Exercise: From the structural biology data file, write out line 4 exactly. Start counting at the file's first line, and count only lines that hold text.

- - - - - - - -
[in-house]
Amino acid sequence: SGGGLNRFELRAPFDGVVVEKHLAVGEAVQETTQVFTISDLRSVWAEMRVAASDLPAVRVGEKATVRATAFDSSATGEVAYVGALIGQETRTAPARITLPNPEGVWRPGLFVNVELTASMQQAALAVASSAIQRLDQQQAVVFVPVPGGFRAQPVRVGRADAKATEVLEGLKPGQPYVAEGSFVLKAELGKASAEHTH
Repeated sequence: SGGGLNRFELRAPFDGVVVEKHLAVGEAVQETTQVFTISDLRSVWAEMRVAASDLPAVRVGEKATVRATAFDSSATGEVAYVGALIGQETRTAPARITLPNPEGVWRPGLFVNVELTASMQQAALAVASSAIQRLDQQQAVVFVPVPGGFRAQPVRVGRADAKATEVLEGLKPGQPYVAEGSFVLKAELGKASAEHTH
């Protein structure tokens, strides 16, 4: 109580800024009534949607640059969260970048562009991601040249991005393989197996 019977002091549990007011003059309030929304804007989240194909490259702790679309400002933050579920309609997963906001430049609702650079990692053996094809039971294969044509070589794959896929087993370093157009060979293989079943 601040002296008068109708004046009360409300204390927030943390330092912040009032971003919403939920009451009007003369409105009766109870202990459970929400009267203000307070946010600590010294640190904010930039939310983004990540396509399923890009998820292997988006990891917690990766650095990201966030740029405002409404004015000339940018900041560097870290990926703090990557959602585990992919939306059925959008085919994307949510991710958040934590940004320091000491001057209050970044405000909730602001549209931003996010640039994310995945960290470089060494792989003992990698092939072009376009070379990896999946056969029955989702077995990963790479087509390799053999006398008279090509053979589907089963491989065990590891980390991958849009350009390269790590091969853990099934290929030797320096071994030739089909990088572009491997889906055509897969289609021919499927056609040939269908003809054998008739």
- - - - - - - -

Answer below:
């Protein structure tokens, strides 16, 4: 109580800024009534949607640059969260970048562009991601040249991005393989197996 019977002091549990007011003059309030929304804007989240194909490259702790679309400002933050579920309609997963906001430049609702650079990692053996094809039971294969044509070589794959896929087993370093157009060979293989079943 601040002296008068109708004046009360409300204390927030943390330092912040009032971003919403939920009451009007003369409105009766109870202990459970929400009267203000307070946010600590010294640190904010930039939310983004990540396509399923890009998820292997988006990891917690990766650095990201966030740029405002409404004015000339940018900041560097870290990926703090990557959602585990992919939306059925959008085919994307949510991710958040934590940004320091000491001057209050970044405000909730602001549209931003996010640039994310995945960290470089060494792989003992990698092939072009376009070379990896999946056969029955989702077995990963790479087509390799053999006398008279090509053979589907089963491989065990590891980390991958849009350009390269790590091969853990099934290929030797320096071994030739089909990088572009491997889906055509897969289609021919499927056609040939269908003809054998008739």